West Virginia Football: Bill Stewart's Coaching Future off Life Support

Tom PerryCorrespondent INovember 20, 2010

JACKSONVILLE, FL - JANUARY 01:  Head coach Bill Stewart of the West Virginia Mountaineers watches his team take on the Florida State Seminoles during the Konica Minolta Gator Bowl on January 1, 2010 at Jacksonville Municipal Stadium in Jacksonville, Florida. Florida State defeated West Virginia 33-21 in Bobby Bowden's last game as a head coach for the Seminoles.  (Photo by Doug Benc/Getty Images)
Doug Benc/Getty Images

It has only taken 10 games to figure this out: West Virginia can be both awesome and lifeless at the same time.

That's not easy to do, but after watching the Mountaineers improve to 7-3 with a 17-10 victory at Louisville Saturday this reality was never more clear.

Any road conference win is nice, so take it and enjoy it. The victory more than likely removes the threat of Head Coach Bill Stewart losing his job this season, especially if the Mountaineers win out and go 9-3 (even though 8-4 is more realistic).

"Any time you can get a win in the Big East, the way we've been knocking each other off all year, you have to come away feeling good," Stewart said in his post-game press conference.

Yet, something just isn't right with WVU.

The defense is just fine. Actually, Jeff Casteel's defense was outstanding.

What is so confusing and frustrating is the lack of execution by the offense. It's easy to point the blame at Offensive Coordinator Jeff Mullen (and don't be shocked when Mullen is unceremoniously jettisoned by Stewart after this season), but it's more than play calling.

The early season injury to Noel Devine clearly hampered WVU's running attack and put pressure on FB Ryan Clarke and QB Geno Smith to pick up the slack. But that doesn't explain the poor play of the offensive line, especially their ability to effectively pick up a blitz.

You want to fluster the WVU offense just keep blitzing from all over the field. Smith does his best to find a hot receiver, but his protection usually breaks down too quick.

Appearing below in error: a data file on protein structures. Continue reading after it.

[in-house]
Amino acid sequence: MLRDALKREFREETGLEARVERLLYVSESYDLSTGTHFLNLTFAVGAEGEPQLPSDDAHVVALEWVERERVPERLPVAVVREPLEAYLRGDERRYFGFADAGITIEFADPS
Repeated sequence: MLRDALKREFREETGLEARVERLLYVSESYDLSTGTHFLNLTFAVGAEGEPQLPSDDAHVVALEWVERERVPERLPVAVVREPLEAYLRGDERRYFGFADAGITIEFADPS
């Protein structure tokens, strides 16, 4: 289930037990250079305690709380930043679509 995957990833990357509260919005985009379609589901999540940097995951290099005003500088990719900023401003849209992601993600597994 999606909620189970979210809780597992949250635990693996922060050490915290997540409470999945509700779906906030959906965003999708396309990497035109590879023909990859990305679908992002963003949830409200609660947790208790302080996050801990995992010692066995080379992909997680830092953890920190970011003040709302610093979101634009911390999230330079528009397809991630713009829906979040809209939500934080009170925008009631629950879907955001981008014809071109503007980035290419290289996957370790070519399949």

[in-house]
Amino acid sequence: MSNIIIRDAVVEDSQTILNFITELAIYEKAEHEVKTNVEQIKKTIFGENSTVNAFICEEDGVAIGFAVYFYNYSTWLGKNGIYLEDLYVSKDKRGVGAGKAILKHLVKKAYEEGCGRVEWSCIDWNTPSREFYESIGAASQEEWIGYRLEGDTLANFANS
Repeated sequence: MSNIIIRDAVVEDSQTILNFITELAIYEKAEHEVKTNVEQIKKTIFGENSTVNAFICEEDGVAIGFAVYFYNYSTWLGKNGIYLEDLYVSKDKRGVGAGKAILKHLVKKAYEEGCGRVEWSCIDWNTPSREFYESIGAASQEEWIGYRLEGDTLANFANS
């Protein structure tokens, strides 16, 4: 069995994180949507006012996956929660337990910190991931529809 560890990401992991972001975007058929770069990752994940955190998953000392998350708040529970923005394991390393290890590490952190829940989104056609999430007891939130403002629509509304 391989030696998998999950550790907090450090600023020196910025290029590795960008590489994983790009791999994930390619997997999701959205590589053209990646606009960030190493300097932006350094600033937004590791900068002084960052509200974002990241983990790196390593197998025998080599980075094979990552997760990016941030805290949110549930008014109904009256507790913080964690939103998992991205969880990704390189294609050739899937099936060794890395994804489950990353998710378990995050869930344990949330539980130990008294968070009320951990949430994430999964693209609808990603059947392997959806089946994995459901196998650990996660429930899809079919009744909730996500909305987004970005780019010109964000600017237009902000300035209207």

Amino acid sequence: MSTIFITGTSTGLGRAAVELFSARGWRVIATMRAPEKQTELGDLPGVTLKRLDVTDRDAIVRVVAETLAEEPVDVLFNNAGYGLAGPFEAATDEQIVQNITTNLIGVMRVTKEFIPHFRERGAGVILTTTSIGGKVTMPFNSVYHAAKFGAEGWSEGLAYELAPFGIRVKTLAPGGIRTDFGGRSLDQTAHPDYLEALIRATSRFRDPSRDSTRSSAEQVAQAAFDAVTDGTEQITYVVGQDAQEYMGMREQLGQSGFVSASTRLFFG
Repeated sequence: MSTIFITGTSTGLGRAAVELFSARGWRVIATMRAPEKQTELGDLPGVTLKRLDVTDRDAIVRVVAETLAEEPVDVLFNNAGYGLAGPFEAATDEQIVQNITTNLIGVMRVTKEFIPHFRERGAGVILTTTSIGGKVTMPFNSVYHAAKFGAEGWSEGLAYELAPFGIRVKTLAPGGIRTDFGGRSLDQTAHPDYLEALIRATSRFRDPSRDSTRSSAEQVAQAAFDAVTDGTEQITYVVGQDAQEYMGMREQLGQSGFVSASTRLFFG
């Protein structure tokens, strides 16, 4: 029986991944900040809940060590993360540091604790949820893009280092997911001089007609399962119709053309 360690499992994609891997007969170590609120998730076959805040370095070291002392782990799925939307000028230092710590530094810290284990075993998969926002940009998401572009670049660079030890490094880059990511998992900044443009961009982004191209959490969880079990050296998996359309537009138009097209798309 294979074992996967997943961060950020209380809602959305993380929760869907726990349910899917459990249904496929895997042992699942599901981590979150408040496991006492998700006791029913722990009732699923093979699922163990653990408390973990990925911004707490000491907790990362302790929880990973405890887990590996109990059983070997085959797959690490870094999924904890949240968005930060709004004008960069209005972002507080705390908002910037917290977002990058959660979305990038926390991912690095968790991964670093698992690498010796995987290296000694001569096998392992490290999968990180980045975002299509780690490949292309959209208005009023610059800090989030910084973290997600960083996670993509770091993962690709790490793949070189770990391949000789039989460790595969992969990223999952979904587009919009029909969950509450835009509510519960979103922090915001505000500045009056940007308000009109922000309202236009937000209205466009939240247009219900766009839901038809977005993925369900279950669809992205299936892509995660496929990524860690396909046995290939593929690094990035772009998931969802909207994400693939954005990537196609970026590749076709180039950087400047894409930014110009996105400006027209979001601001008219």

One thing Mullen did today that he doesn't normally do is let Smith throw the ball deep. The sophomore throws a great deep ball. Unfortunately today, two high school teammates of Smiths — Stedman Bailey and Ivan McCartney — each dropped perfectly thrown deep balls that would have jump started the offense.

So all of the blame can't fall to Mullen.

It was also nice to see the coaches get RB Shawne Alston more reps. He's a tough runner, and when WVU actually lined up in an I-formation the offensive line actually looks physical and pushes people around.

This group seems to be a better fit for a more traditional offense than the hybrid spread that Mullen is running.

Now back to the defense.

"We got after Louisville very, very hard and very, very diligently on the defensive side of our ball," Stewart said, "that in return is what Louisville did to us."

What WVU did was completely shut down a Louisville running game that was averaging 192.3 yards per game. How about this for a stat? Louisville's leading rusher was punter Chris Philpott, who had 21 yards on a fake punt.

Sack machine Bruce Irvin picked up two more, while DB Keith Tandy had another huge hit and a key interception that sealed the victory.

The defense is now allowing a minuscule 11.9 points a game, and over the past two weeks they've allowed three first downs on 25 third-down attempts.

This Friday's Backyard Brawl against Pitt should be a defensive struggle. Holding onto the ball and special teams play could be crucial to who wins this game.

The winner will more than likely represent the Big East in a BCS Bowl Game (probably the Fiesta Bowl), so a lot is riding on this game.

It's time for Stewart and Mullen to open up the offensive playbook a little this week, instead of relying solely on the defense winning another game.

Stewart may still pay with his job if WVU doesn't win the conference, but his prospects are certainly looking much better than a few weeks ago.